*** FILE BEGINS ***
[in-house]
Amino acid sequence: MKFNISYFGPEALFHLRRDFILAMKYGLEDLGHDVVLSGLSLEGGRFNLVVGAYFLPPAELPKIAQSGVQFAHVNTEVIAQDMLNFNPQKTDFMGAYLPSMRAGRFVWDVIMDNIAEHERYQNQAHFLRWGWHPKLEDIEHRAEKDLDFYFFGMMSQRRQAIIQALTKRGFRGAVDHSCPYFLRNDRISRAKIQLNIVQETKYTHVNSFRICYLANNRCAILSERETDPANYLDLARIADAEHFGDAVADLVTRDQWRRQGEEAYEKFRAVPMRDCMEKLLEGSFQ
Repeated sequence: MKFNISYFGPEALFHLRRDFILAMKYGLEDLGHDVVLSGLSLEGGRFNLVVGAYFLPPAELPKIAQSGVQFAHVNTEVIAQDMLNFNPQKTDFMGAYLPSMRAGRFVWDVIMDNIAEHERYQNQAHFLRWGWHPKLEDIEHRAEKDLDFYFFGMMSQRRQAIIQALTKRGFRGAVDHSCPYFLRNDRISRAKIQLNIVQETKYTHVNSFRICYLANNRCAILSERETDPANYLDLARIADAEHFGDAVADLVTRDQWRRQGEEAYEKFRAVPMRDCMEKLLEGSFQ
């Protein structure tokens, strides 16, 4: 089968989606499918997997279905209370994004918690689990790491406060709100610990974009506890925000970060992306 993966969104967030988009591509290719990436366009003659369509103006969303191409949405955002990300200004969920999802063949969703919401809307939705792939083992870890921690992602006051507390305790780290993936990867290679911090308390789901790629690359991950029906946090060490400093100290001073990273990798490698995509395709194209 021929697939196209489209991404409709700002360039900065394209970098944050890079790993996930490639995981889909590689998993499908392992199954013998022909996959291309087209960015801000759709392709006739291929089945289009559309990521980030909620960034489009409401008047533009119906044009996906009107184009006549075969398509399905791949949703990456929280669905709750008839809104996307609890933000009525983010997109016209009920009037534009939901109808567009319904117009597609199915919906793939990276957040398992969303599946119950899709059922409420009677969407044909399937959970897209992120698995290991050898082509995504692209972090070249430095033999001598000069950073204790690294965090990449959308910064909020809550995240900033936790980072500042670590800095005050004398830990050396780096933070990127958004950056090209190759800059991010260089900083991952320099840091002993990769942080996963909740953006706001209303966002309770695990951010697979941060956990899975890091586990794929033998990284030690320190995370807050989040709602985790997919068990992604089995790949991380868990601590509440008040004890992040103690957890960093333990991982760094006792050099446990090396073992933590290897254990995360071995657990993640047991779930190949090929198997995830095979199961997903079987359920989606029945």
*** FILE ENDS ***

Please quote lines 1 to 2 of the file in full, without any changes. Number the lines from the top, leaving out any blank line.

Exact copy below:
[in-house]
Amino acid sequence: MKFNISYFGPEALFHLRRDFILAMKYGLEDLGHDVVLSGLSLEGGRFNLVVGAYFLPPAELPKIAQSGVQFAHVNTEVIAQDMLNFNPQKTDFMGAYLPSMRAGRFVWDVIMDNIAEHERYQNQAHFLRWGWHPKLEDIEHRAEKDLDFYFFGMMSQRRQAIIQALTKRGFRGAVDHSCPYFLRNDRISRAKIQLNIVQETKYTHVNSFRICYLANNRCAILSERETDPANYLDLARIADAEHFGDAVADLVTRDQWRRQGEEAYEKFRAVPMRDCMEKLLEGSFQ